Readability of Patient Education Materials in Radiation Oncology—Are We Improving?

Michael K. Rooney, Sean Sachdev, John Byun, Reshma Jagsi, Daniel W. Golden*

*Corresponding author for this work

Research output: Contribution to journalArticle

Abstract

Purpose: Prior research suggests that patient education materials on radiation therapy from various professional groups are written at reading levels above national recommendations of sixth to eighth grade. Since publication of these initial findings, many materials from these sources have been updated or newly created. However, the extent to which readability was considered in the design of these new documents remains unknown. Therefore, the goal of this investigation was to evaluate readability of online education materials for radiation therapy, comparing readability of updated materials with those included in the previous study. Methods and Materials: Patient education materials related to radiation oncology were identified from websites of the 3 professional societies used in the original investigation (the American College of Radiology, the American Cancer Society, and the American Society for Radiation Oncology). The documents included in the first analysis were used as a comparator. To allow for accurate evaluation across groups, materials were matched by content; when necessary, documents were combined from the original cohort to create topically equivalent materials to reflect those currently available on society websites. Identified materials were analyzed using 7 validated readability indices, and results are reported in grade-level equivalents. Original materials were also reanalyzed with the same method. Results: American Cancer Society materials had the lowest average baseline levels (9.4-11.3 grade level) and showed improved readability in the more recent materials (8.0-10.5 grade level). By contrast, the American Society for Radiation Oncology materials had high average baseline readability levels (11.1-13.9 grade level) that actually worsened in the more recent materials (11.7-16.2 grade level). The number of documents meeting national recommendations did not improve in the updated cohort. Conclusion: Despite evidence that readability levels of patient education materials in radiation oncology are unacceptably high, the readability of newly created materials is not consistently improving across professional societies. Although certain groups may incorporate readability in the design of educational documents, more consistent consideration across all organizations is needed.

Original languageEnglish (US)
JournalPractical Radiation Oncology
DOIs
StatePublished - Jan 1 2019

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Patient Education
Radiation
Radiation Oncology
Radiotherapy
Radiology
Publications
Reading
Organizations
Education
Research

ASJC Scopus subject areas

  • Oncology
  • Radiology Nuclear Medicine and imaging

Cite this

@article{422ab7b8d64040bd910b28fde128bc05,
title = "Readability of Patient Education Materials in Radiation Oncology—Are We Improving?",
abstract = "Purpose: Prior research suggests that patient education materials on radiation therapy from various professional groups are written at reading levels above national recommendations of sixth to eighth grade. Since publication of these initial findings, many materials from these sources have been updated or newly created. However, the extent to which readability was considered in the design of these new documents remains unknown. Therefore, the goal of this investigation was to evaluate readability of online education materials for radiation therapy, comparing readability of updated materials with those included in the previous study. Methods and Materials: Patient education materials related to radiation oncology were identified from websites of the 3 professional societies used in the original investigation (the American College of Radiology, the American Cancer Society, and the American Society for Radiation Oncology). The documents included in the first analysis were used as a comparator. To allow for accurate evaluation across groups, materials were matched by content; when necessary, documents were combined from the original cohort to create topically equivalent materials to reflect those currently available on society websites. Identified materials were analyzed using 7 validated readability indices, and results are reported in grade-level equivalents. Original materials were also reanalyzed with the same method. Results: American Cancer Society materials had the lowest average baseline levels (9.4-11.3 grade level) and showed improved readability in the more recent materials (8.0-10.5 grade level). By contrast, the American Society for Radiation Oncology materials had high average baseline readability levels (11.1-13.9 grade level) that actually worsened in the more recent materials (11.7-16.2 grade level). The number of documents meeting national recommendations did not improve in the updated cohort. Conclusion: Despite evidence that readability levels of patient education materials in radiation oncology are unacceptably high, the readability of newly created materials is not consistently improving across professional societies. Although certain groups may incorporate readability in the design of educational documents, more consistent consideration across all organizations is needed.",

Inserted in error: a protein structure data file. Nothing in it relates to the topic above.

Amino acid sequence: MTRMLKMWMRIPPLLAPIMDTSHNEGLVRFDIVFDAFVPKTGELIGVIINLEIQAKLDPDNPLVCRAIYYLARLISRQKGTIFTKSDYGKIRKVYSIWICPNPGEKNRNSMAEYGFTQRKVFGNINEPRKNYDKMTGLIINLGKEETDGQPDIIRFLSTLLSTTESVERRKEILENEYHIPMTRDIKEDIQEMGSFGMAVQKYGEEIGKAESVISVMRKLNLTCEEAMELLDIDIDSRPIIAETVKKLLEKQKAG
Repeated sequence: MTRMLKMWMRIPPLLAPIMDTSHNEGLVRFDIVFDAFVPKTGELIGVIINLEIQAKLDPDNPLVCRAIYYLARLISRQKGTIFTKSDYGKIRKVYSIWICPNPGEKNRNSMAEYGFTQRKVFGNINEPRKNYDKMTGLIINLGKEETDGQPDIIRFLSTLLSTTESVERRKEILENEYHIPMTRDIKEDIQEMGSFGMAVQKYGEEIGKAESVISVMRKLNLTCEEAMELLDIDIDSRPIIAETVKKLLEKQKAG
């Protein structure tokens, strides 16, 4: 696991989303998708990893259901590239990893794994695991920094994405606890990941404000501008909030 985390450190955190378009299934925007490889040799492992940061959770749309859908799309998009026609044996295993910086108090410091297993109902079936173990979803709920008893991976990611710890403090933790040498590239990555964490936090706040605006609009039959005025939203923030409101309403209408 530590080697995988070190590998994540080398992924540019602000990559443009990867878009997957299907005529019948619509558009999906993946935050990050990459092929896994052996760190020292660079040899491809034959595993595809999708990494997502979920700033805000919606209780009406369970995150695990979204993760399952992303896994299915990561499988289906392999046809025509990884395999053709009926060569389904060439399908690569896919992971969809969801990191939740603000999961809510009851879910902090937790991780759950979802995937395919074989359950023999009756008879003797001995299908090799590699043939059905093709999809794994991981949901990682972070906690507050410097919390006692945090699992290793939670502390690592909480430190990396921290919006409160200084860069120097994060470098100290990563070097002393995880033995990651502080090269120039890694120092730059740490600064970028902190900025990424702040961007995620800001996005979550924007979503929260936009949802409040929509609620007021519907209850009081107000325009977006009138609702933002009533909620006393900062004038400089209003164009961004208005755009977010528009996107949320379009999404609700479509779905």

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Readability of Patient Education Materials in Radiation Oncology—Are We Improving? / Rooney, Michael K.; Sachdev, Sean; Byun, John; Jagsi, Reshma; Golden, Daniel W.

In: Practical Radiation Oncology, 01.01.2019.

Research output: Contribution to journalArticle

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